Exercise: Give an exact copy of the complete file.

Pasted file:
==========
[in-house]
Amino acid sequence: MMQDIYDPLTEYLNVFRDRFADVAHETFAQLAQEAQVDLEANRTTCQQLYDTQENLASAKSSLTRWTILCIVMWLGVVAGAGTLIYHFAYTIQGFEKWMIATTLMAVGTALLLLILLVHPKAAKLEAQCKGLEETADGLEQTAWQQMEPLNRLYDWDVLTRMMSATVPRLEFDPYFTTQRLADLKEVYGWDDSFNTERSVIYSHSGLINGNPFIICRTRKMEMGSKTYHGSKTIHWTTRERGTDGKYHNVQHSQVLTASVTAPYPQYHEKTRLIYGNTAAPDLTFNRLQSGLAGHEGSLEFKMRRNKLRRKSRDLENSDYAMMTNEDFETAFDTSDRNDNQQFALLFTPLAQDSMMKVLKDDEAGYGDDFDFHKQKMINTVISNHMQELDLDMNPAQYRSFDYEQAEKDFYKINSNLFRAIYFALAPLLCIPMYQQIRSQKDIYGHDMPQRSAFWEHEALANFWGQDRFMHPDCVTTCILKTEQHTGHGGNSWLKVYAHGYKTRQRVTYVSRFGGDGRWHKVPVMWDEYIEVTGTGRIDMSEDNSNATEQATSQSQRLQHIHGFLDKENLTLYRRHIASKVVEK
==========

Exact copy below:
[in-house]
Amino acid sequence: MMQDIYDPLTEYLNVFRDRFADVAHETFAQLAQEAQVDLEANRTTCQQLYDTQENLASAKSSLTRWTILCIVMWLGVVAGAGTLIYHFAYTIQGFEKWMIATTLMAVGTALLLLILLVHPKAAKLEAQCKGLEETADGLEQTAWQQMEPLNRLYDWDVLTRMMSATVPRLEFDPYFTTQRLADLKEVYGWDDSFNTERSVIYSHSGLINGNPFIICRTRKMEMGSKTYHGSKTIHWTTRERGTDGKYHNVQHSQVLTASVTAPYPQYHEKTRLIYGNTAAPDLTFNRLQSGLAGHEGSLEFKMRRNKLRRKSRDLENSDYAMMTNEDFETAFDTSDRNDNQQFALLFTPLAQDSMMKVLKDDEAGYGDDFDFHKQKMINTVISNHMQELDLDMNPAQYRSFDYEQAEKDFYKINSNLFRAIYFALAPLLCIPMYQQIRSQKDIYGHDMPQRSAFWEHEALANFWGQDRFMHPDCVTTCILKTEQHTGHGGNSWLKVYAHGYKTRQRVTYVSRFGGDGRWHKVPVMWDEYIEVTGTGRIDMSEDNSNATEQATSQSQRLQHIHGFLDKENLTLYRRHIASKVVEK